The Army is trying to figure out what is causing a rash of serious pneumonia (search) cases, including two fatalities, among troops serving in the Iraq war.

A six-person team of specialists was en route to Iraq on Friday to investigate 15 cases of pneumonia so serious that patients had to be put on ventilators to breathe and were evacuated from the region, the Army Surgeon General's (search) office said Friday.

Two soldiers died, 10 recovered and three remained hospitalized as of Friday, spokeswoman Lyn Kukral said. Most were in the Army, but at least one was a Marine.

The team on its way to Iraq includes infectious disease experts, laboratory officers and people who will take samples of soil, water and air.

So far, officials have identified no infectious agent common to all the cases. Officials said there was no evidence that any of the cases were caused by exposure to chemical or biological weapons, environmental toxins or SARS (search), severe acute respiratory syndrome, the disease first noted in China this year.

A two-person team already has gone to Landstuhl Regional Medical Center (search) in Germany, where most of the cases were treated after evacuation. The two teams also will review patient records and laboratory results and interview health care workers and patients, if possible, the Army surgeon general and U.S. Army Medical Command said a statement.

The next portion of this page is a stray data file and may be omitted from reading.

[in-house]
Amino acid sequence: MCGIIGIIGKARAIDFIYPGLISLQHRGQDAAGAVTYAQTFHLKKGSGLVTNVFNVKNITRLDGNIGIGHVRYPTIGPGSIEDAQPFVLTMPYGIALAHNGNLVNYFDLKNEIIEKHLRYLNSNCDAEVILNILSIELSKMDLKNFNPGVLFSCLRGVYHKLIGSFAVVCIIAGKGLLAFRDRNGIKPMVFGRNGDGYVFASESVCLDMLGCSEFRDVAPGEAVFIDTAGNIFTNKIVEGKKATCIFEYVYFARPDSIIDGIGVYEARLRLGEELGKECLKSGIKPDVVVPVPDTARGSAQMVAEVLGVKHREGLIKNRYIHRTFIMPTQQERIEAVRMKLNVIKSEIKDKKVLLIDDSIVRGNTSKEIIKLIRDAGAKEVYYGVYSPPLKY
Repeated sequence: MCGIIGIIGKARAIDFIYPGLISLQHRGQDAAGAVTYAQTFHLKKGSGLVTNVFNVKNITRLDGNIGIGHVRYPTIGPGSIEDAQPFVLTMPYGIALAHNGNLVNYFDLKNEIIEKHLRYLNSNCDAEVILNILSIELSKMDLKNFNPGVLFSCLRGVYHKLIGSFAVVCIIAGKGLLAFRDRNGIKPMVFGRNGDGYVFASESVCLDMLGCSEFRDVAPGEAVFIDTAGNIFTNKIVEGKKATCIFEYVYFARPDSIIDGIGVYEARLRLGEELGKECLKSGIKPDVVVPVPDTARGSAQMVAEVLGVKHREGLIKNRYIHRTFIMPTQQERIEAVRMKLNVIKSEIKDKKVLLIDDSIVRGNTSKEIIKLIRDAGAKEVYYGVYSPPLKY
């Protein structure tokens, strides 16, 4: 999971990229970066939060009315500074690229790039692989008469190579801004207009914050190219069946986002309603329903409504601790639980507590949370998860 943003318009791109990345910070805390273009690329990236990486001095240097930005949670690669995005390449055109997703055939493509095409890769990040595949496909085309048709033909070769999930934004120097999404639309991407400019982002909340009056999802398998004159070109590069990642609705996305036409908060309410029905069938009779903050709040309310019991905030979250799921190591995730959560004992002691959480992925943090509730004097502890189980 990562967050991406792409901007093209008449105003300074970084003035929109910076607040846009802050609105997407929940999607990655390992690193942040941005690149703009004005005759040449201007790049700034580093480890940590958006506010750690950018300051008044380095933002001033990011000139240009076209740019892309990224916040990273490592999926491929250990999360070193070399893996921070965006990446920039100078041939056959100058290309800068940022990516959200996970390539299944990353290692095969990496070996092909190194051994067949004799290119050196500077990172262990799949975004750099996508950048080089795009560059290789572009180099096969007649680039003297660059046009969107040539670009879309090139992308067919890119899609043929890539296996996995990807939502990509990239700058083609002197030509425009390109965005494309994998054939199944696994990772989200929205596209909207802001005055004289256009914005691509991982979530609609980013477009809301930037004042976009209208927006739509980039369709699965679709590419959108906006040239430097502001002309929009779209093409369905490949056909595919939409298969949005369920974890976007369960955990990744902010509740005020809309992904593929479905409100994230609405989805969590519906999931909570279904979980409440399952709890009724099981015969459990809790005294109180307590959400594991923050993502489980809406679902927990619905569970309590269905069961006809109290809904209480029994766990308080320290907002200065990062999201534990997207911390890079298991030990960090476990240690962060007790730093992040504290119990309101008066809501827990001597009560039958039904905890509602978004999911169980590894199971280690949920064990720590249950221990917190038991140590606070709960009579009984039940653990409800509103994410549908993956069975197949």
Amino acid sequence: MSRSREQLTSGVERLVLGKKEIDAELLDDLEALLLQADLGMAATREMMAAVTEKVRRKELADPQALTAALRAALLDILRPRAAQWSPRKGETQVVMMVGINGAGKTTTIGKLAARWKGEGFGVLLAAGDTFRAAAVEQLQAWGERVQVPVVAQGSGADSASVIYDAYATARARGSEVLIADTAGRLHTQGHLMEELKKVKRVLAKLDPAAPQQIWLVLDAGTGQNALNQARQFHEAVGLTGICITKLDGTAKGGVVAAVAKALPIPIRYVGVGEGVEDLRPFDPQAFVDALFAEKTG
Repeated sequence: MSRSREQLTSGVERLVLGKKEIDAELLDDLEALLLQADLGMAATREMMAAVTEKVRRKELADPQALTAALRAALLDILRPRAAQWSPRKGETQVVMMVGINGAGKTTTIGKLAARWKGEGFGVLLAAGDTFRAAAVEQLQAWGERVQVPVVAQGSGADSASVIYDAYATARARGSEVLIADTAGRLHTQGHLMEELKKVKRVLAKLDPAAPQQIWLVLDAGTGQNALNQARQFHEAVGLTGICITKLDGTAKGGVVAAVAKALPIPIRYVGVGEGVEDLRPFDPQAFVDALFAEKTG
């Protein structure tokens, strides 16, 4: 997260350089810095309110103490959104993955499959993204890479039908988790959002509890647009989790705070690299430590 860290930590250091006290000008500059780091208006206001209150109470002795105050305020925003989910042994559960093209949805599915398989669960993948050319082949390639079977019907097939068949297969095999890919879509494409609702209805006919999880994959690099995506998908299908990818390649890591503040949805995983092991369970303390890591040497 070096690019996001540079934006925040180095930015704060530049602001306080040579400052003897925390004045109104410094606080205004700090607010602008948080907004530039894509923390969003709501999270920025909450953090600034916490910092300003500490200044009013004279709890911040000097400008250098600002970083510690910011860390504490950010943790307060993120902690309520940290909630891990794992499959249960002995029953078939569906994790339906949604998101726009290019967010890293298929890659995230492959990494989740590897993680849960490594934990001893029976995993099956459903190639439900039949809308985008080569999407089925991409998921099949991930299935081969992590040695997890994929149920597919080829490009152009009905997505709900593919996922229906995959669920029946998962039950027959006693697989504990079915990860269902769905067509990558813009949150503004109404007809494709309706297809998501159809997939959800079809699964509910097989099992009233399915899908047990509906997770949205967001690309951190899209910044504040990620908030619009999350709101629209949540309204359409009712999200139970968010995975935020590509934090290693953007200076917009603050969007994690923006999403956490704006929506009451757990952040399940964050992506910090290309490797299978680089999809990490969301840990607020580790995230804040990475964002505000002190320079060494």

The teams will be looking for similarities among the cases, which so far have hit troops in geographically dispersed areas and from different units, said the Thursday statement. They also were spread over time, with three in March, three in April, two in May, three in June and four in July.

Most of the cases were in Iraq and occurred after the U.S.-led invasion began March 20, although some were among other troops deployed to the region in support of the campaign. Troops also were sent to Kuwait, Qatar, Saudi Arabia and other countries, but no breakdown was available on the number of cases outside Iraq, Kukral said.

Though only 15 cases were considered serious, about 100 cases have been diagnosed since March 1 among troops that began deploying late last year to the Persian Gulf area.

Armywide, pneumonia cases serious enough to warrant hospitalization happen in about 9 of 10,000 soldiers per year. Given the number of troops deployed, the 100 cases "do not exceed expectations," the surgeon general's office said.